Artificial intelligence needs new tinkers

Whit Andrews, VP Distinguished Analyst, Gartner
Whit Andrews, VP Distinguished Analyst, Gartner

By 2020, 20% of companies will dedicate workers to monitor and guide neural networks. Such workers will not think or excel in the same ways your best developers work today

What makes artificial intelligence remarkable is that its performance improves as it ingests and acts on data and content. What makes that challenging is that it demands new kinds of operators and administrators.

Artificial intelligence (AI) needs people who tinker with data, who tinker with rules, who tinker with measurements, and who can do things others are not comfortable doing.

We need people – you need people – who are eager to tinker with artificial intelligence to fuel new insights for organizations. People who can tinker with flows of big and bigger data the way that a chemist tinkers with the fuel that allows jet engines to rise, or the way a nutritionist tinkers with food to help an animal thrive. We predict that by 2020, 20% of companies will dedicate workers to monitor and guide neural networks. Such workers will not think or excel in the same ways your best developers work today.

Finding data and content tinkers isn’t the same as finding software tinkers. The workers you’ll need to develop your neural networks, and fit them into business strategies, must enjoy the process of working with the new kind of intelligence that artificial intelligence represents.

AI truly is different. Humans think with evolutionarily unprecedented processing power that reveals to us patterns in the world with the ability to feed us, clothe us, and grant us safety in what was only recently (in geological time) a world that was pure danger. Animals have their own smartness (only rarely “intelligence”), which evolution has honed to target their own needs for individual improvement or species survival and expansion.

AI can be directed to just what humans want or need. Many observers note that while AI may be infinitely complex and confusing, it’s humans who develop and improve its power, so it can never be truly “artificial.” I get their point, but that’s a little like saying that a skyscraper is the same as a termite mound in terms of its “naturalness.” It might be true, but saying it blurs boundaries in a way that only a philosopher can truly embrace.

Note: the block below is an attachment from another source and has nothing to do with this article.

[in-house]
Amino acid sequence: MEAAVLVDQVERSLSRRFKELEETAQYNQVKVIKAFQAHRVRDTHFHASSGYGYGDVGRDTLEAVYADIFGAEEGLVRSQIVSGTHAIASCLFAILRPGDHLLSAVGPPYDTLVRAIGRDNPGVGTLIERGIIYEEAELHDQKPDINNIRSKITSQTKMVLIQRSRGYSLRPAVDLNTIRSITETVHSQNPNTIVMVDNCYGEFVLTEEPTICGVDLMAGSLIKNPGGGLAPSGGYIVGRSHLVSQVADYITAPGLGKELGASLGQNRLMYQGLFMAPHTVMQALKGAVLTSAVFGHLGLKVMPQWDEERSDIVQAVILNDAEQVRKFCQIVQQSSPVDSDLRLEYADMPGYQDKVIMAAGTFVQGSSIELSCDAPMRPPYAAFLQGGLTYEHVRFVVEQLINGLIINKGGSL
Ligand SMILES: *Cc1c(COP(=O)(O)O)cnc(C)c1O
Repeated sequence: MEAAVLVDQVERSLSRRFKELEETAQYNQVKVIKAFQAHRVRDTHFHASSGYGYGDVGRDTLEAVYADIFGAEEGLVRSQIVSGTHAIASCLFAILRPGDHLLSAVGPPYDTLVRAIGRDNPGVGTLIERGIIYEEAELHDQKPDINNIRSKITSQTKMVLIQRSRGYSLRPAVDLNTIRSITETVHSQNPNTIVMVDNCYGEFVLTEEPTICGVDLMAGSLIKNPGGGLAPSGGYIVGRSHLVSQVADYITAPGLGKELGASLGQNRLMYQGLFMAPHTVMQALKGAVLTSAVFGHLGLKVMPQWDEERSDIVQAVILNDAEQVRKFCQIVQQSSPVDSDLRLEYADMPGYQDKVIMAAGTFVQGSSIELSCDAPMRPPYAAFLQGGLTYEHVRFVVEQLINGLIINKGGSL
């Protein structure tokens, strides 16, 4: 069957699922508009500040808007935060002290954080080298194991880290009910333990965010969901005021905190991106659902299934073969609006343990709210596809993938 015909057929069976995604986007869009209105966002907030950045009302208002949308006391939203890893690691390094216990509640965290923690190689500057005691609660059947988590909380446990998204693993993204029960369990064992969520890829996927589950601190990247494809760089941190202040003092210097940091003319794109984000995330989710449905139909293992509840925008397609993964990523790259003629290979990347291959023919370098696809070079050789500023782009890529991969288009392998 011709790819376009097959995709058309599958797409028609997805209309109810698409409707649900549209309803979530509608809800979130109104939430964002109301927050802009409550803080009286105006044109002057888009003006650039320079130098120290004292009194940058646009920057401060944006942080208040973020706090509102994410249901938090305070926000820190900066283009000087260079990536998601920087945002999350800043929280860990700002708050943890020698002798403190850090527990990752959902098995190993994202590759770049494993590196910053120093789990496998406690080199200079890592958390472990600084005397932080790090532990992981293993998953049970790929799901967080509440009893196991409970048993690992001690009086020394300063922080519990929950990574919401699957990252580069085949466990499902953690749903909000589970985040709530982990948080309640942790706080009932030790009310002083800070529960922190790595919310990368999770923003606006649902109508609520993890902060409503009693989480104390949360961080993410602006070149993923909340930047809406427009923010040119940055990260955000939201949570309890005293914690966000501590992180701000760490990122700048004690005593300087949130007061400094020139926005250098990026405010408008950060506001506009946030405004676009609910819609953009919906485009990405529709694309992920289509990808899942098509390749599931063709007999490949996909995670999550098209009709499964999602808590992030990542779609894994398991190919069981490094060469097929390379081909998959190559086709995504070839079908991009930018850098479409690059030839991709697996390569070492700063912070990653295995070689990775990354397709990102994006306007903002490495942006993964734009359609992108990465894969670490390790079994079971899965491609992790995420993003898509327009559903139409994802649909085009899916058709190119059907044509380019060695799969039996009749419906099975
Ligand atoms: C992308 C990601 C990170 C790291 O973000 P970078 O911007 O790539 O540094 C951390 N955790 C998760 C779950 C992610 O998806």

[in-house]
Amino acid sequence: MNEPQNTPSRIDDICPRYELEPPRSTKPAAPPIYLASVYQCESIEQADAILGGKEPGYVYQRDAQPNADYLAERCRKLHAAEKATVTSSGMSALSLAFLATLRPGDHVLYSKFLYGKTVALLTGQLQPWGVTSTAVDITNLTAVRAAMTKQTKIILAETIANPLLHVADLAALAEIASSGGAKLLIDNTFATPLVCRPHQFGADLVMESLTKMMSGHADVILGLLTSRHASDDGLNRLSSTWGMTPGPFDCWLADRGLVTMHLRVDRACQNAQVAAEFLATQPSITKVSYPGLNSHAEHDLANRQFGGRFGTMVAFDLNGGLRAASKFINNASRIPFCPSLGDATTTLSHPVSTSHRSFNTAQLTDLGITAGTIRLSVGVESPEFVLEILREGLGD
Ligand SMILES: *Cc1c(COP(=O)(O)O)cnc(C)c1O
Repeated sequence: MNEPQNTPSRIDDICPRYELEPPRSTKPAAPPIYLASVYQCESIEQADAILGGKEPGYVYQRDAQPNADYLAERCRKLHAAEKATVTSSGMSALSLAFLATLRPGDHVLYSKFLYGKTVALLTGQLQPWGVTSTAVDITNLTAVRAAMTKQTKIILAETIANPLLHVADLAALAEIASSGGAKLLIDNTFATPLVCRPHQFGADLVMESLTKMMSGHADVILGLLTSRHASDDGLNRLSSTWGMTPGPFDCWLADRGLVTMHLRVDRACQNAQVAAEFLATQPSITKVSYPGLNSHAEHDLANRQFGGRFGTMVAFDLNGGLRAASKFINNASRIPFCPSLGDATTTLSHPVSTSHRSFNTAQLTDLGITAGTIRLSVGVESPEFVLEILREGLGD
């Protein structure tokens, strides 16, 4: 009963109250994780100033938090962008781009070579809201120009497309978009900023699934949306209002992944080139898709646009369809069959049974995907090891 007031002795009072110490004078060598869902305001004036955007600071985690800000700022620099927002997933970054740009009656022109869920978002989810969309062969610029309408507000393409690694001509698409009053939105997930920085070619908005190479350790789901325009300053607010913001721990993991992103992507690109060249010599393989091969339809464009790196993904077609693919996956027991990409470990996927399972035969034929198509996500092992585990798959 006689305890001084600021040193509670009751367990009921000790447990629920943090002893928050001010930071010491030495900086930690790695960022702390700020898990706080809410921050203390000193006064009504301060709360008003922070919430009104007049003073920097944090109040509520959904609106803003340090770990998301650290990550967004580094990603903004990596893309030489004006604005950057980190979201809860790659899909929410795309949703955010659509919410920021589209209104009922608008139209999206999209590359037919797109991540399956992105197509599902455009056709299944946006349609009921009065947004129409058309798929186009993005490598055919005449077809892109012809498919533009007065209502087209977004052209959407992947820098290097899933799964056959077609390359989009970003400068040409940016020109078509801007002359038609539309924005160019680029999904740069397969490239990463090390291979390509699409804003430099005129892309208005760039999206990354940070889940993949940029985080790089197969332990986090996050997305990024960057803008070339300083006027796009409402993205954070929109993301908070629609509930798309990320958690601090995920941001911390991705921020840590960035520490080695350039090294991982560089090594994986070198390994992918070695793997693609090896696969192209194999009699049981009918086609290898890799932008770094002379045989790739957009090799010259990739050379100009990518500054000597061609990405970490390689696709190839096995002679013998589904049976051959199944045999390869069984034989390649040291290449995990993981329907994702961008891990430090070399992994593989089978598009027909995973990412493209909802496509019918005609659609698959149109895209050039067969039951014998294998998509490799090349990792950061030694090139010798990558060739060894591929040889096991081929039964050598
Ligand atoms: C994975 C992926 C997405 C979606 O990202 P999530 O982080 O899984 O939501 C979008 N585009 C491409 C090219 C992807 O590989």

AI demands the guidance of human intercession to manage what data it consumes, and how it should learn from that data. These people are the tinkers we all need to hire, tinkers who understand the impacts of the rules that AI begins with and the way that those rules – and the superstructure of rules that AI builds on top of them – affect the business outcomes that organizations seek.

Such tinkers will craft the tests that examine how the AIs work. They’ll evaluate the results of the tests, and alter the mix of the data, in terms of where it comes from and what is recorded within it, that adds value to the AIs in their charge.

They’ll be hard to find, these tinkers, because many of them don’t know that’s their new craft, to be the intelligent manager of the AIs that organizations will select to augment their human skills. Such workers must be truly curious, passionate about development, and willing to be proven wrong. Among the essential qualities of AI is that it allows us – and forces us – truly to look at data and our assumptions about what it shows in new ways.

To find your tinkers, advertise for people who are curious and excited about the data environments you need to understand. Look for psychologists, and anthropologists, and scientists of all kinds (including data scientists.) Be willing to experiment, and reward the creative. Give them tests that allow them to demonstrate to you (and themselves) how they can think creatively about how systems work now, and should work. And offer them training; a domain expert might be truly skilled in how a business works, but have bailed from math in pre-Calculus in high school. Statistics might look scary to them, but a touch of it can help understanding how the AIs work and “think.”

Clients tell us they find these thinking tinkers in the strangest places. They discover them as expert providers of a service today – the best (or nearly the best) technicians who can articulate how they accomplish what they do. Or they advertise for them by offering problems as an audition to see what the solution looks like. Or they hire people who are fascinated by the new sciences of variations on machine learning and the opportunities it provides.

AI isn’t how we replace humans; it’s how we make the humans better at what they do, To achieve that force multiplier, we need to go beyond the fundamental programming skills that have made the software world what it is now. New expertise (and a lot of work) must be invested to achieve the artificial intelligence that gives humans greater speed, greater flexibility, and greater scope of action. At every stage in development, different human tinkering skills are valued – from rocks and vines and sinews to code in a million years or so. This time, it’s tinkers in intelligence itself.

Whit Andrews, VP Distinguished Analyst, Gartner

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